Does it make sense to get the HPV vaccine? Reedus

An international team of scientists has published a study that says vaccination against human papillomavirus (HPV) significantly reduces the risk of a disease that often leads to cervical cancer.

Recall that HPV is a sexually transmitted virus. The most common and hazardous to health are the HPV16 and HPV18 types, as they can lead to tumor formation.

Indeed, strains 16 and 18 are dangerous to humans, as they can provoke the formation of cervical cancer, cancer of the anus in men and women, penis, and squamous cell carcinoma of the larynx. As a rule, the virus is sexually transmitted, but it can also be infected by the child during passage through the birth canal if the mother is a carrier of HPV, – Elena Pak, dermatovenerologist, told “Reedus”.

There is no cure for the virus, but in 2007 scientists created a vaccine that protects against HPV. Vaccinations are recommended for girls before puberty.

Men are only carriers of HPV, so they can infect their partners without even knowing about the disease. Women, as a rule, also do not know about the presence of a virus in themselves, since it usually does not cause any pathological manifestations.

However, recent research suggests that vaccinations should be given not only to girls, but also to adolescent boys. For example, a program to vaccinate boys against HPV from 2020 appeared in Sweden.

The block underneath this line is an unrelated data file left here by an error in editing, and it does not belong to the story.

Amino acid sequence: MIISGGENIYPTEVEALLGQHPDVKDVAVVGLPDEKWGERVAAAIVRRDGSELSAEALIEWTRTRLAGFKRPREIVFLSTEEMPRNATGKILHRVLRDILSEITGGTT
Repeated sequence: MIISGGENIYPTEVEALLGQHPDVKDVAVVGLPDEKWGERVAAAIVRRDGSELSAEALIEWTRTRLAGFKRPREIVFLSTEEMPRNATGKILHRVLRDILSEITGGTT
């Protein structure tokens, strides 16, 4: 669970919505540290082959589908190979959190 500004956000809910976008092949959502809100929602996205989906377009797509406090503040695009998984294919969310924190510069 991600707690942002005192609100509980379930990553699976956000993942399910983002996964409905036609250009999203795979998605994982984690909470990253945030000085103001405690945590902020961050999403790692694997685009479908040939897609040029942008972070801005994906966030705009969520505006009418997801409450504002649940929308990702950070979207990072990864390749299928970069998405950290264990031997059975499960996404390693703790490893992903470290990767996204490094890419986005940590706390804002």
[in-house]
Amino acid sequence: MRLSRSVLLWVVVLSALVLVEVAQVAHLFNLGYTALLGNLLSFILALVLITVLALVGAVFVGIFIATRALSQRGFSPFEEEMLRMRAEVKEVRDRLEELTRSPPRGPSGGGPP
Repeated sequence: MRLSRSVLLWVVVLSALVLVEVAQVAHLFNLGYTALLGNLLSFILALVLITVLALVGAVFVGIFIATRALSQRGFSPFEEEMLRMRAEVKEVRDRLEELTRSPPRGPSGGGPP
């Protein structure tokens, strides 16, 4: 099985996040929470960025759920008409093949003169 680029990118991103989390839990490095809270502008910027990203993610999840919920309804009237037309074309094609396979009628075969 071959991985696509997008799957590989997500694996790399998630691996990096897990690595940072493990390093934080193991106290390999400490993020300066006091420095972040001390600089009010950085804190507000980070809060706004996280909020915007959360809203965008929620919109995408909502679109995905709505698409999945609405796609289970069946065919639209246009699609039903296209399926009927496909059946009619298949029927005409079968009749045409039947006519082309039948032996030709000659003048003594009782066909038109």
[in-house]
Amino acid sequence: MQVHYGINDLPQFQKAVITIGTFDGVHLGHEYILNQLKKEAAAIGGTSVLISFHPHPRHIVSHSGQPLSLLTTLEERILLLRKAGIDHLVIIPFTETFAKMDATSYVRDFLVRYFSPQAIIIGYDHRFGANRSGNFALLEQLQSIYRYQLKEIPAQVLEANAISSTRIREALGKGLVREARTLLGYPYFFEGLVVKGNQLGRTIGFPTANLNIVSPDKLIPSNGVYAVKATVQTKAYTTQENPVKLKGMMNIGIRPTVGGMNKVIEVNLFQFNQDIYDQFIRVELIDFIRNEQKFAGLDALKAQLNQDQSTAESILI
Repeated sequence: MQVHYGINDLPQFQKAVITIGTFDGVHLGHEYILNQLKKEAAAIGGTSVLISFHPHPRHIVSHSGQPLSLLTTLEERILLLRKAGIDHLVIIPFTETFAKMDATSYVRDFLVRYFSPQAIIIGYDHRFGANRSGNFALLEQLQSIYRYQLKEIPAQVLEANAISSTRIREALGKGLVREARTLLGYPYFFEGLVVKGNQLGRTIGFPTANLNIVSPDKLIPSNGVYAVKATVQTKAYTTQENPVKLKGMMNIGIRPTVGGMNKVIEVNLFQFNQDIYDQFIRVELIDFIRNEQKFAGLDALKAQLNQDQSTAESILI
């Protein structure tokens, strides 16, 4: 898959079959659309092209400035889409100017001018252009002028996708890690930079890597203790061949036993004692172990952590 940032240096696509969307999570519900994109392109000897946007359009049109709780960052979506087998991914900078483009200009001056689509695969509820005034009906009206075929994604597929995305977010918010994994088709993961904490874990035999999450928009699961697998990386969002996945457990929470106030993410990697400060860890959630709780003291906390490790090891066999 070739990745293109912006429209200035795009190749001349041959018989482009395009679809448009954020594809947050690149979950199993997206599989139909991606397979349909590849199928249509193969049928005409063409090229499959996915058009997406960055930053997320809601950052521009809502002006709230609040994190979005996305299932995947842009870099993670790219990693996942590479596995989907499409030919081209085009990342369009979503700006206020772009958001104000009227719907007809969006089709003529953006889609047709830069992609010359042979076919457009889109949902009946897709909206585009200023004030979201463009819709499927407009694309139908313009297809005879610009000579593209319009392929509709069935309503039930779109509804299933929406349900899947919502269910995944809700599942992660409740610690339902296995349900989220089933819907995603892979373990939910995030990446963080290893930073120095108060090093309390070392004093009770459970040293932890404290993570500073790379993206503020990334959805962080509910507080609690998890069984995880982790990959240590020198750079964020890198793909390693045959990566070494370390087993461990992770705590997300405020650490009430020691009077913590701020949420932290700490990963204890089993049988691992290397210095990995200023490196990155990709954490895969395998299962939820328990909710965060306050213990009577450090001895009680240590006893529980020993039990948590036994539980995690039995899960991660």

The new study involved two groups of women: those born in 1993, who were offered free HPV vaccinations at age 15, and those born in 1983, who did not receive the free HPV vaccine but could do it on their own.

The health of the patients was monitored for ten years. In the group born in 1993, 91% of women were vaccinated, and in the group born in 1983 – less than 0.1%. A precancerous condition called highly differentiated cervical intraepithelial neoplasia was found in 4% of women born in 1983 and 3% of women born in 1993.

Despite the small margin, the researchers reported that the detection of precancerous condition decreased by about 30% in the 1993 group.

In addition, scientists remind that HPV vaccination today is the only prophylactic agent in the world that guarantees complete protection against infection with especially dangerous types of human papillomavirus.


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